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Not at VMworld, but if you are…

by Administrator on August 27, 2018

VMworld strikes me a bit like watching Keeping Up with the Kardashians. It makes a person lose IQ points.

Now, I say this knowing that I will piss off a bunch of folks who think that VMworld is a quality trade show and that I am trash talking their favorite technology vendor.  Some might even correctly assert that I haven’t been to ‘world in a couple of years, and times have changed since it was a gathering of the VMware vendor “ecosystem.”  Like VMware itself, the show has morphed from its original focus on hypervisors, VMware ESX in particular, to a broader view of tech from the cloud to the container.  Maybe.

My beef with VMworld was, initially, a kynote speech delivered by one of the VMware evangelists in years past.  The man took the stage and proclaimed that VMware was not a product, “We are a movement!” 

Very “Tea Party,” I thought to myself at the time. Just like that political movement, there was a lot of nostalgia and BS in the speech.  Oversimplification.  We can fix the problems of server computing by going backwards to a “better time,” like that time depicted in Leave It to Beaver, when children were well behaved and everyone worked and played in accordance with the white, Anglo-Saxon, Protestant values that made Amurika great.  It was great for everyone except women, folks of color, the poor, and the gender diverse.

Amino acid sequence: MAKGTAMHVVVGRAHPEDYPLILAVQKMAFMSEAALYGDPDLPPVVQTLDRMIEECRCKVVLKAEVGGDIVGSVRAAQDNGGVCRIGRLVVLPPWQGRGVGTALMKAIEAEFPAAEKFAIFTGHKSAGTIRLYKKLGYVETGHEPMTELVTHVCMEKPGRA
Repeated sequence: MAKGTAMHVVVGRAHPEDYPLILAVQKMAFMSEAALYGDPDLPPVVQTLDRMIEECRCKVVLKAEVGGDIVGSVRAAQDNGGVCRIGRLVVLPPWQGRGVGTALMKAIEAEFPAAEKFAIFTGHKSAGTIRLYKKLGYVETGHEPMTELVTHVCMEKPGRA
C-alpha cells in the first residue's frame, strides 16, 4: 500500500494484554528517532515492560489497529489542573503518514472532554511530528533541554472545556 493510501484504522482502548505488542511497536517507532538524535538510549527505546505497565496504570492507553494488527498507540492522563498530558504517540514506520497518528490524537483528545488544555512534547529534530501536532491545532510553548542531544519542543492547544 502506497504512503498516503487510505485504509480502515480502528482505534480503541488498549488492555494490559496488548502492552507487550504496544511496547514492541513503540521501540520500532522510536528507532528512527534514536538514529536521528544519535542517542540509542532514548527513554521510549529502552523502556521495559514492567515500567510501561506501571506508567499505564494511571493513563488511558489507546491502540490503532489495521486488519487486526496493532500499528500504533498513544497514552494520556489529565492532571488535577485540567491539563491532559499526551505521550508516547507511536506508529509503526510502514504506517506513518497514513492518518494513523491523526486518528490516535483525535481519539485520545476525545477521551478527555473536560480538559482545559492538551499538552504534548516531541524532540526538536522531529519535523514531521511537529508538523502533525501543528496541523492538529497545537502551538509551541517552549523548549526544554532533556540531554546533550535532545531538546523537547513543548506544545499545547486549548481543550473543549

But I digress.

When it came to storage technology, which was and is my beat, the  Tea Party analogy made sense.  Instead of tackling the core problem that was  driving storage expense — the heterogeneity of infrastructure, vendor incentives to add value (software functionality) to proprietary controllers so they could jack up the price of otherwise commodity kit, and the failure of the industry to come together on any coherent and workable strategy to manage the infrastructure sprawl in a standardized way that didn’t cost vendors a ton of time and money to implement — they pined to return to  a time when a single vendor, in this case VMware, would run the show.  A technological autocracy, similar to IBM with mainframe computing in the 1970s and 1980s.  That would work out fine for the folks who wanted to owe their souls to a single company store, but not for those who embraced vendor pluralism.

When I went to the first or second VMworld, I saw the handwriting on the wall. Of the couple hundred vendor booths at the convention center, I took time to interview a handful of the booth folks – each of whom told me that they were at the event to draft behind all the money VMware was spending on advertising. Asked what they contributed as an “ecosystem” partner, the response from every vendor was the same:  they were fixing something that VMware’s hypervisor was breaking!  I had seen a lot of vendor ecosystems in my day, but never one that consisted of a bunch of gulls circling a great white whale to pick over the leavings.

I decided to beat the Christmas rush and start hating on VMware then and there.  This move was subsequently underscored by their moves with EMC, another fringe tech “movement” that made up for inferior products with a wild-eyed fan base.